It's quite normal that you are trying to attract as much traffic as you can. However, you also know how challenging it is to rank for highly competitive keywords. You conduct research and try to identify those with substantial search volume, but these keywords often have a high keyword difficulty parameter.
And the agencies you've worked with have tried to sell you promises of high rankings for keywords with low search volume. So, how can you handle this on your own?
This article is written especially for small businesses with their own marketing teams or founders who want to take on SEO themselves.
What are long-tail keywords?
Why should you know how to use them?
Why is it crucial to write articles that address the problems your audience is facing?
How do you identify these problems and find relevant long-tail keywords?
Yes, in most cases, these are long-tail keywords. They are longer and more specific than the most popular searches (those with the highest search volume). So, what are examples of such keywords that are easier to rank compared to short-tail ones?
Medical Transport - this is a short-tail keyword - it's quite popular.
Medical transportation non emergency - this is a mid-tail keyword.
How much does non-emergency medical transportation cost - this is a long-tail keyword.
As you can see, long-tail keywords have lower search volumes than broader ones, but the conversion rate is typically higher.
A higher conversion rate = more sales. But why is that?
Customer intent is crucial in your sales funnel. If your potential clients are reading your article with the intent to learn more about a topic, they probably won't buy anything from you without significant additional marketing and sales efforts on your part.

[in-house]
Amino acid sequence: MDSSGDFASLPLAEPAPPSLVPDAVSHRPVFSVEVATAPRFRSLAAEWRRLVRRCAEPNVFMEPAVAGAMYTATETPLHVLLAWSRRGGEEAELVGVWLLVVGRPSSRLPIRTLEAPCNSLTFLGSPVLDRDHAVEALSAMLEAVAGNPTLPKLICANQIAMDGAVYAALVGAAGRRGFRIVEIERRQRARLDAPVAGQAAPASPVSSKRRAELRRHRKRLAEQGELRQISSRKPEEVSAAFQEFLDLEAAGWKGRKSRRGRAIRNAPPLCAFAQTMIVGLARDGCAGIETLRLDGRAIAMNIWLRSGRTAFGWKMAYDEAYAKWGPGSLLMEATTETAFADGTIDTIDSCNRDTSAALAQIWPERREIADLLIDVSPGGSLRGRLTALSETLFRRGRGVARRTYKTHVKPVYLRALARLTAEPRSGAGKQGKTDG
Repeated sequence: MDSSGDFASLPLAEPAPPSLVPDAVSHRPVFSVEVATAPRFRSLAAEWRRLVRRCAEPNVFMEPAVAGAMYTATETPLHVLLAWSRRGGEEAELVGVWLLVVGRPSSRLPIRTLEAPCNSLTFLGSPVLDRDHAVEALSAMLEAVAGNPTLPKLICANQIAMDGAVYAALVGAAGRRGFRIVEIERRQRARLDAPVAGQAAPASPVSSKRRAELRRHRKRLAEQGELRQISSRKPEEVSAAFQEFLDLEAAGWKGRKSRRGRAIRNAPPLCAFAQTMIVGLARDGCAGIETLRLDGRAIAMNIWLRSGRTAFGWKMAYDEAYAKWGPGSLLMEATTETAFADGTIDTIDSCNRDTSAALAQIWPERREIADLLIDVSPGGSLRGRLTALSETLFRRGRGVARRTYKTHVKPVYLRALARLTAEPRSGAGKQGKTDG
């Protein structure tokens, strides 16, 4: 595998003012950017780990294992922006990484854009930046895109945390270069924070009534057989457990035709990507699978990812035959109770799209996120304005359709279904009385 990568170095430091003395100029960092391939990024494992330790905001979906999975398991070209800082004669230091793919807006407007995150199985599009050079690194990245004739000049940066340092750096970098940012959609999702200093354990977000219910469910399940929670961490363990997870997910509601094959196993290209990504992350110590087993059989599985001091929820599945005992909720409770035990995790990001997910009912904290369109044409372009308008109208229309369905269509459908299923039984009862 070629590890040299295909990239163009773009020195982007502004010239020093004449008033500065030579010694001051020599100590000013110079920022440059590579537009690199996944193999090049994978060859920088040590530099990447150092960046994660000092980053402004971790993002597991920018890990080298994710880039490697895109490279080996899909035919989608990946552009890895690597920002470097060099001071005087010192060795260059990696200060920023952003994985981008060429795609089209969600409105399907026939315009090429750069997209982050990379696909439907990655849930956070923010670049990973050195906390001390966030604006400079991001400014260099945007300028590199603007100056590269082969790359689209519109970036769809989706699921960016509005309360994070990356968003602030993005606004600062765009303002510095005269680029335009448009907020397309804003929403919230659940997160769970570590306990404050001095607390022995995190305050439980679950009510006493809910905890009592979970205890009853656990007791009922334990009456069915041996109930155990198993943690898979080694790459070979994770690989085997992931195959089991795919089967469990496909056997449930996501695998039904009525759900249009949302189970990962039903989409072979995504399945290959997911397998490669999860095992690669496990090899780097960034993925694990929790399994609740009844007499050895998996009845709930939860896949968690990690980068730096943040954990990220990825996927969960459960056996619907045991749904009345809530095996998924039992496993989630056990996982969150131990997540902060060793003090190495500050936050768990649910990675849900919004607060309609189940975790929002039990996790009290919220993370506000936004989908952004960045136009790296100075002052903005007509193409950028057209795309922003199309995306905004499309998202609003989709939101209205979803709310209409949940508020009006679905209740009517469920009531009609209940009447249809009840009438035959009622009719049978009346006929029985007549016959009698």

However, if their intent is "commercial" or "transactional," they are usually gathering more information just before making a purchase or they are considering buying from you.
If you want to learn more about search intent, you can do so here -> https://docs.seodity.com/basics/search-intent
You should be an expert, that's obvious.
There are two ways to improve your content creation and solve your audience's issues more effectively.
Find ideas for your article by searching for long-tail keywords.
You can start with a broad keyword like "physiotherapy" and find many ideas based on the questions or dilemmas your potential clients pose to Google.
From these keywords, you can create a content map for dozens of articles, like:
And you can be sure that these patients will use your services if you take good care of them at the first contact on the website.
The second approach involves answering questions within your existing content or while brainstorming ideas for new content.
Again, you are an expert. Sometimes, experts might use jargon or struggle to provide straightforward answers to client queries. Often, this is because you don't know in advance which questions you should address.
Of course, you can base your responses on long-tail keywords to accommodate those answers. The best part is that these keywords tend to be less competitive and lead to higher conversions.